Theobromine is often considered as an important biological active substance in chocolate. Our mission is to estimate how much theobromine chocolate samples contain and of course, we'll taste them a little.

Swapshop leader: Željka Majić, Faculty of science, University of Zagreb

Introduction to Computer Science

Computer science offers powerful tools for solving problems natural sciences and mathematics. We will look at the basic concepts of computation and reasoning, and later dive into programming in Python

Swapshop leader: Tibor Pakozdi, Jacobs University Bremen

World of DNA in a homemade lab

We have all heard about DNA, a molecule so exciting to scientists because of its role as the hereditary material in living organisms. In order to learn the basics about its structure and properties, we will make our own homemade lab for isolation and gel electrophoresis of DNA.

Swapshop leaders: Matilda Maleš and Petra Krznar, Faculty of Science, University of Zagreb


Robotics workshop

We will construct a computer-controlled robotized PCR machine. PCR is a method used to 'photocopy' genetic material and is often applied in forensics and in the life sciences. Every student will get to participate in this workshop that will involve robot assembly and interfacing with the computer via simple programs written in Basic.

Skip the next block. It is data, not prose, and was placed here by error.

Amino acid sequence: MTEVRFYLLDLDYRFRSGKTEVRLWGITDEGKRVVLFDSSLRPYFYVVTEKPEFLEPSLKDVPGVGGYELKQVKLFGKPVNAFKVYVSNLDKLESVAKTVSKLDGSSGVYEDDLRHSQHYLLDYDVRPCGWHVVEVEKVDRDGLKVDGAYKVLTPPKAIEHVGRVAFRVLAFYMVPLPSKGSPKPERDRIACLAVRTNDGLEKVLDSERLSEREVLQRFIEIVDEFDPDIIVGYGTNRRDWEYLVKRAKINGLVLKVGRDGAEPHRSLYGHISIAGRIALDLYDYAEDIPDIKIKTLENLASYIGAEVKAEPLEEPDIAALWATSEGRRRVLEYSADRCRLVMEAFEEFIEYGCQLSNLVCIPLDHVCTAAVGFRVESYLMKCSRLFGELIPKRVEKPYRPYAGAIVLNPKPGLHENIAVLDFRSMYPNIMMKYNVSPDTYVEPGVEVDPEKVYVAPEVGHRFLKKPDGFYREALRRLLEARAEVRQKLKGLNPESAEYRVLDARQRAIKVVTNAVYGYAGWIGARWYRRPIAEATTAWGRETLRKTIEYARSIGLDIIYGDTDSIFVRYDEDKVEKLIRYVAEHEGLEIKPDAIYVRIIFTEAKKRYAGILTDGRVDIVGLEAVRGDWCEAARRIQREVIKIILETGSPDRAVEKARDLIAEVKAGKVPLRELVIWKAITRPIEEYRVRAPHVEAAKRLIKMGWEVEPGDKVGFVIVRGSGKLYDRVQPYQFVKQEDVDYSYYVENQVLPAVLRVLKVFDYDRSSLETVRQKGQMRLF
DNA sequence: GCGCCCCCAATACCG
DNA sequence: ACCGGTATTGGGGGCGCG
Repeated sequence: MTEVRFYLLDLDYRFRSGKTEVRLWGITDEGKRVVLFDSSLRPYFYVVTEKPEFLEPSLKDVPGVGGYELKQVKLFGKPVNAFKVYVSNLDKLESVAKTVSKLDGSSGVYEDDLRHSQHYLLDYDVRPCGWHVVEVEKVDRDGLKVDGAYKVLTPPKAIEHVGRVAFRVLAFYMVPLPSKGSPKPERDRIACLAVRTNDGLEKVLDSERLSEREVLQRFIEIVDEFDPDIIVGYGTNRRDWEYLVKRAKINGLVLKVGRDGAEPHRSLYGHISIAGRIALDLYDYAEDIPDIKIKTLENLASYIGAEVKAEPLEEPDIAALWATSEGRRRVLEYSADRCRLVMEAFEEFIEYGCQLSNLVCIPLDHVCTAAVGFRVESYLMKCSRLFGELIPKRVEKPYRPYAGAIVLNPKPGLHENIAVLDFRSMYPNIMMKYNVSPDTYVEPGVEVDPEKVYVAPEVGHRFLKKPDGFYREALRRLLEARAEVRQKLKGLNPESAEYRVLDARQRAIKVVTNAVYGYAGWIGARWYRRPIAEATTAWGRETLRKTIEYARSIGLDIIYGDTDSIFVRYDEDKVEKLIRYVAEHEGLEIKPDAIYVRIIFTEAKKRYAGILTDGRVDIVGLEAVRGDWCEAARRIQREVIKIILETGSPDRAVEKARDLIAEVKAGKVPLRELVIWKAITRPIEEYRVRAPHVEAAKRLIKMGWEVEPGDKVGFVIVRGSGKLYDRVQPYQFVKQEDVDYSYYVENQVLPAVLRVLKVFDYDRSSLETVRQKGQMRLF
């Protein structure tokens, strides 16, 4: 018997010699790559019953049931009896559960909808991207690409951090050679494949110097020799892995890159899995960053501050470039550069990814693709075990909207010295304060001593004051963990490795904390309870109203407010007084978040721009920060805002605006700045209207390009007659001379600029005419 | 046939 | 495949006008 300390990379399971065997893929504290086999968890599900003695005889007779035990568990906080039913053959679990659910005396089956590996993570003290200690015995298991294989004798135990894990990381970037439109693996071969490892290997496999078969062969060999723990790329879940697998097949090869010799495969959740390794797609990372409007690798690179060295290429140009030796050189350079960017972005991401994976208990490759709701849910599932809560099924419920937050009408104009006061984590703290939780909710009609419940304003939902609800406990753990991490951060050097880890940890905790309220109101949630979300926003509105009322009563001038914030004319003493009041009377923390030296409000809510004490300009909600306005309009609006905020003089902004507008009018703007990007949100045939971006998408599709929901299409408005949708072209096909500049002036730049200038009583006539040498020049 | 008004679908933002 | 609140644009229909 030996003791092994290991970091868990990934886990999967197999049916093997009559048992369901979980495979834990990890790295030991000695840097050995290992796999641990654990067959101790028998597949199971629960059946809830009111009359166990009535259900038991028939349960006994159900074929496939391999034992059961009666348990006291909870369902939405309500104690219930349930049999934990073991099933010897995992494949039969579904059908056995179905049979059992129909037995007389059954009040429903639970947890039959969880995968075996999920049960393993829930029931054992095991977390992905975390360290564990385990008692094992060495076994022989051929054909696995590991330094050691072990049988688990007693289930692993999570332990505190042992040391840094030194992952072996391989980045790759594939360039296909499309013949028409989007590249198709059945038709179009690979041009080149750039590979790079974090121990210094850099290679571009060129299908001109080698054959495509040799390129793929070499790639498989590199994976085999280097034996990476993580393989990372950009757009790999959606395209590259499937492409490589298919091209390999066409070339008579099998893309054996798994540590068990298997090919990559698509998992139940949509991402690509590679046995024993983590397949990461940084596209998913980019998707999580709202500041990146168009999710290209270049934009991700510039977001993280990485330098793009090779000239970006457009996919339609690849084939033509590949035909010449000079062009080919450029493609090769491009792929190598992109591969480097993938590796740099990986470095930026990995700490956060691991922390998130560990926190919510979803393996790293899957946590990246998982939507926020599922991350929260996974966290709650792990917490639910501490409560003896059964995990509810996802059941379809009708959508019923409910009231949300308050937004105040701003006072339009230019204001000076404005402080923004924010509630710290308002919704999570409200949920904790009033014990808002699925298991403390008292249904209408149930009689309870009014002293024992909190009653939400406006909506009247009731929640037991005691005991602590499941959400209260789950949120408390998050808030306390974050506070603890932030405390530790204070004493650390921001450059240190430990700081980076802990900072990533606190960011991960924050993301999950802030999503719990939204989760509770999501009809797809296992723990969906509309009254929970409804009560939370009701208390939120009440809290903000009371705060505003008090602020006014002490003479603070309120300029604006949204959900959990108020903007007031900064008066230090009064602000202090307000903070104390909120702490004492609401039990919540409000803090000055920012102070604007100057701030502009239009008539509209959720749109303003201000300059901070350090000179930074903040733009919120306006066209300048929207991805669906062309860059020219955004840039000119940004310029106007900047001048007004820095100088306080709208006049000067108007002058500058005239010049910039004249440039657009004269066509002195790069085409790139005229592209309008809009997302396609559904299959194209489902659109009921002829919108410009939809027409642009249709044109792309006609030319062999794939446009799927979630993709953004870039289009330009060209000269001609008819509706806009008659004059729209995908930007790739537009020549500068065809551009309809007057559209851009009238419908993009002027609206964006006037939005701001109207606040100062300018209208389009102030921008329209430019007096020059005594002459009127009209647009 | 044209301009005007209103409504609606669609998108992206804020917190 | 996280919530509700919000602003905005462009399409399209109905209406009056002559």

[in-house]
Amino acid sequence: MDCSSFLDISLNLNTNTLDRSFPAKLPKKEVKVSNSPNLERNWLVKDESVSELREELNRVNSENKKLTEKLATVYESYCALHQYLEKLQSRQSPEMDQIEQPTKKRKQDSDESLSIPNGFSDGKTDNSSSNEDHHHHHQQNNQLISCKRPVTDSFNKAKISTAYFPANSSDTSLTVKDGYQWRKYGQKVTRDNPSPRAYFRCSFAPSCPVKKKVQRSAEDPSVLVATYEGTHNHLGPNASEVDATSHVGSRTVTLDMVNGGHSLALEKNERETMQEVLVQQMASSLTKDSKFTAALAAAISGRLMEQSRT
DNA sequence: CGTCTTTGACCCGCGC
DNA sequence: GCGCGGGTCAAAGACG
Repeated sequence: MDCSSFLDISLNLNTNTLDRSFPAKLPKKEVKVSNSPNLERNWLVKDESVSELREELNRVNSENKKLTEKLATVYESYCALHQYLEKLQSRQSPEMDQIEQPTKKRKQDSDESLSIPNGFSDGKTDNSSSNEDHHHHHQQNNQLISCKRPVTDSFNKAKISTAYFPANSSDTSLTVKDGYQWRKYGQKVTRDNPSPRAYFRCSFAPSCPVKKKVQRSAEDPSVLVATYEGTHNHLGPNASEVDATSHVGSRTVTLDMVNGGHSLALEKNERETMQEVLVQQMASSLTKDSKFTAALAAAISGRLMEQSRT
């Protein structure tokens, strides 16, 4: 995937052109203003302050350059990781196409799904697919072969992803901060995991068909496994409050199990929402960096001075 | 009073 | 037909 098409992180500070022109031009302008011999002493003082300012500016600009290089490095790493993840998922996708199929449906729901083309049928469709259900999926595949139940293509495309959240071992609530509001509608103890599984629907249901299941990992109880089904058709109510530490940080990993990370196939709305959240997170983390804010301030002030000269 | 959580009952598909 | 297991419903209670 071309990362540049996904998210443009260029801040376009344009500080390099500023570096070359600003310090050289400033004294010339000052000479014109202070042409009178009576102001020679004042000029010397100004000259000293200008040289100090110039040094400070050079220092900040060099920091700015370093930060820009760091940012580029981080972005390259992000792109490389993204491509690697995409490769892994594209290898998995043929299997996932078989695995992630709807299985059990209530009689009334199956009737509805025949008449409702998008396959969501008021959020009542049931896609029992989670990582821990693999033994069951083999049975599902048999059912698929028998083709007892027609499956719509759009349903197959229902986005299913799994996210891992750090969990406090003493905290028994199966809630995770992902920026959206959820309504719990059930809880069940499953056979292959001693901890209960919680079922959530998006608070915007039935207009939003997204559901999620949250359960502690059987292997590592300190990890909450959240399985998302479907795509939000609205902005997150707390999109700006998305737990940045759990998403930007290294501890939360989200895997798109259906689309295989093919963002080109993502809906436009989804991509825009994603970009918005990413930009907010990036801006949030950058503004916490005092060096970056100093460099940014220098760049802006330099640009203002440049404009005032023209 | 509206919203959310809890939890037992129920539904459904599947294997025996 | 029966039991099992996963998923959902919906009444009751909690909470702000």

Leaders: Damjan Pelc (Faculty of Science, University of Zagreb) and Marin Lukas (Faculty of Mechanical Engineering and Naval Arhitecture, University of Zagreb)

Communications workshop

Every performer has to face stage fright or performance anxiety of some degree. How to handle this fear and how to become a good performer are the major points adressed in this workshop. Knowing how to behave during public presentation in a hall or on TV/radio are valuable skills that you’ll need in your scientific career. Learn today, use tomorrow…

Leader: Marko Košiček (Rudjer Boskovic Institute, Zagreb)


Kristina Majsec (University of Zagreb, Croatia): Cytoskeleton - a highway to cancer treatment

Fran Supek (Rudjer Boskovic Institute, Croatia): Presentation of scientific results

Miljen Martic (Novartis, Switzerland): PET:Interactive case study

Jakov Ivkovic (Univeristy of Zagreb, Croatia): The small cute electrocute

Nives Skunca (Rudjer Boskovic Institute, Croatia): Molecular gastronomy: the science behing your lunch

Jarah Evslin (SISSA, Italy): Black holes and the big bang

Jelena Repar (Rudjer Boskovic Institute, Croatia): Matter of life and death: How Deinococcus radiodurans survives extreme irradiation

Physical Department, University of Rijeka: The MAGIC telescopes - Eyes for the extreme universe